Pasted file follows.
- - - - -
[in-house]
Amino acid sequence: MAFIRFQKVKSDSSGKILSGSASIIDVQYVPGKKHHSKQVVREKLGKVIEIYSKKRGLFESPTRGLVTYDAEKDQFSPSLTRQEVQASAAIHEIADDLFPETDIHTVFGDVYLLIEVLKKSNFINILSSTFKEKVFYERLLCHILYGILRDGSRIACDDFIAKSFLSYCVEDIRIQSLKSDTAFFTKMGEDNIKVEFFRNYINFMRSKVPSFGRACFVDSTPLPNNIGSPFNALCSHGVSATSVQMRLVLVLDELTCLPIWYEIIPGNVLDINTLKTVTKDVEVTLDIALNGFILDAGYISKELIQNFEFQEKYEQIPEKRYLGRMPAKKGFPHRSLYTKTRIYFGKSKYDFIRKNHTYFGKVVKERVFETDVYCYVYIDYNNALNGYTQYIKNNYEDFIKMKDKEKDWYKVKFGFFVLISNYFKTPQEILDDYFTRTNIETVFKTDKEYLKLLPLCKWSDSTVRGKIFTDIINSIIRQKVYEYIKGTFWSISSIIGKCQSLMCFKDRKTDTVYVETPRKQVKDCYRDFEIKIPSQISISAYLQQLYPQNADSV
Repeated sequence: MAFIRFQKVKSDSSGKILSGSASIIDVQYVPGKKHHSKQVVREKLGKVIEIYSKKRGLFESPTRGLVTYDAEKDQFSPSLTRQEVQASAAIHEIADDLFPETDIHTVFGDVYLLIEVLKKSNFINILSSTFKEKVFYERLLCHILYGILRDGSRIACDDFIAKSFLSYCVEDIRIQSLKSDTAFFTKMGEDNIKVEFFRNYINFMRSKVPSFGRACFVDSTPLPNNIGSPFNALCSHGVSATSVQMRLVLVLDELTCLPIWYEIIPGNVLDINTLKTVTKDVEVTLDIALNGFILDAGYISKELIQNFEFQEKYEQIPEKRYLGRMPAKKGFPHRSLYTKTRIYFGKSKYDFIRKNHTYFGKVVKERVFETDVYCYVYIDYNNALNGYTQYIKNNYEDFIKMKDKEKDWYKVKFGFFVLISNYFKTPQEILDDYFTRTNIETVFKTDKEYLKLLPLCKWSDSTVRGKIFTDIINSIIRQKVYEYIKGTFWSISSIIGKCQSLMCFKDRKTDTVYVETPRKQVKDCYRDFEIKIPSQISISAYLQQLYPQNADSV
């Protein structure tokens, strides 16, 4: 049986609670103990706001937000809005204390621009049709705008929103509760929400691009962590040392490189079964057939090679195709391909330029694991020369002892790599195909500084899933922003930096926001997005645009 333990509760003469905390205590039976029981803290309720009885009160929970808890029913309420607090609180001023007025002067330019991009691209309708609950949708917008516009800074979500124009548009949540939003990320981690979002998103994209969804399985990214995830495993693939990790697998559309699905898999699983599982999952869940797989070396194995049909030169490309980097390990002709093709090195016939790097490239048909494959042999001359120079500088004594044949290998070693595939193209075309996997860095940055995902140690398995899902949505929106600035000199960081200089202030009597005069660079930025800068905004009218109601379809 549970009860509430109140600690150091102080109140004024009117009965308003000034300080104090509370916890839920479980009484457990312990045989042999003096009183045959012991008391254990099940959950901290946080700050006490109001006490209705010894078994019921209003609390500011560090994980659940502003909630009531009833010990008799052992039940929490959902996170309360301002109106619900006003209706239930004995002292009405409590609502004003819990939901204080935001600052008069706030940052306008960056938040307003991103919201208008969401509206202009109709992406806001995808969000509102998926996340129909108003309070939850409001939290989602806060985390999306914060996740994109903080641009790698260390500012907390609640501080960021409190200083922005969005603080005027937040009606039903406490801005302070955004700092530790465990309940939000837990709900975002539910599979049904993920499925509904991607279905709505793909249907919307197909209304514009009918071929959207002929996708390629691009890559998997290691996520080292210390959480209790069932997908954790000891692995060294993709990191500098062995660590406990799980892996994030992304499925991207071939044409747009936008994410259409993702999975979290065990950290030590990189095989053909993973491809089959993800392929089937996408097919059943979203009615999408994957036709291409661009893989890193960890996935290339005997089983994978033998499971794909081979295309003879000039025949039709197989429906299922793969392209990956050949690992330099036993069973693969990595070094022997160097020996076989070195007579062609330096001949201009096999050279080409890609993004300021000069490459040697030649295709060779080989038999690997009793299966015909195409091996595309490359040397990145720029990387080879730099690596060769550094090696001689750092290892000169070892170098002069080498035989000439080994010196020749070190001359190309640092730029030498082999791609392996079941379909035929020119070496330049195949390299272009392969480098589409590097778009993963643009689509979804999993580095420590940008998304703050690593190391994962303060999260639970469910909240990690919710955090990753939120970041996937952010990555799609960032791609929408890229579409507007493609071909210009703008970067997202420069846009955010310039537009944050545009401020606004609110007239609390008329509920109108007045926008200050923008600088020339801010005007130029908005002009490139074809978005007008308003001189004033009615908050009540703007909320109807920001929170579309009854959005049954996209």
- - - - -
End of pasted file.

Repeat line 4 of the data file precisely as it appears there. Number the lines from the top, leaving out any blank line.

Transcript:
């Protein structure tokens, strides 16, 4: 049986609670103990706001937000809005204390621009049709705008929103509760929400691009962590040392490189079964057939090679195709391909330029694991020369002892790599195909500084899933922003930096926001997005645009 333990509760003469905390205590039976029981803290309720009885009160929970808890029913309420607090609180001023007025002067330019991009691209309708609950949708917008516009800074979500124009548009949540939003990320981690979002998103994209969804399985990214995830495993693939990790697998559309699905898999699983599982999952869940797989070396194995049909030169490309980097390990002709093709090195016939790097490239048909494959042999001359120079500088004594044949290998070693595939193209075309996997860095940055995902140690398995899902949505929106600035000199960081200089202030009597005069660079930025800068905004009218109601379809 549970009860509430109140600690150091102080109140004024009117009965308003000034300080104090509370916890839920479980009484457990312990045989042999003096009183045959012991008391254990099940959950901290946080700050006490109001006490209705010894078994019921209003609390500011560090994980659940502003909630009531009833010990008799052992039940929490959902996170309360301002109106619900006003209706239930004995002292009405409590609502004003819990939901204080935001600052008069706030940052306008960056938040307003991103919201208008969401509206202009109709992406806001995808969000509102998926996340129909108003309070939850409001939290989602806060985390999306914060996740994109903080641009790698260390500012907390609640501080960021409190200083922005969005603080005027937040009606039903406490801005302070955004700092530790465990309940939000837990709900975002539910599979049904993920499925509904991607279905709505793909249907919307197909209304514009009918071929959207002929996708390629691009890559998997290691996520080292210390959480209790069932997908954790000891692995060294993709990191500098062995660590406990799980892996994030992304499925991207071939044409747009936008994410259409993702999975979290065990950290030590990189095989053909993973491809089959993800392929089937996408097919059943979203009615999408994957036709291409661009893989890193960890996935290339005997089983994978033998499971794909081979295309003879000039025949039709197989429906299922793969392209990956050949690992330099036993069973693969990595070094022997160097020996076989070195007579062609330096001949201009096999050279080409890609993004300021000069490459040697030649295709060779080989038999690997009793299966015909195409091996595309490359040397990145720029990387080879730099690596060769550094090696001689750092290892000169070892170098002069080498035989000439080994010196020749070190001359190309640092730029030498082999791609392996079941379909035929020119070496330049195949390299272009392969480098589409590097778009993963643009689509979804999993580095420590940008998304703050690593190391994962303060999260639970469910909240990690919710955090990753939120970041996937952010990555799609960032791609929408890229579409507007493609071909210009703008970067997202420069846009955010310039537009944050545009401020606004609110007239609390008329509920109108007045926008200050923008600088020339801010005007130029908005002009490139074809978005007008308003001189004033009615908050009540703007909320109807920001929170579309009854959005049954996209």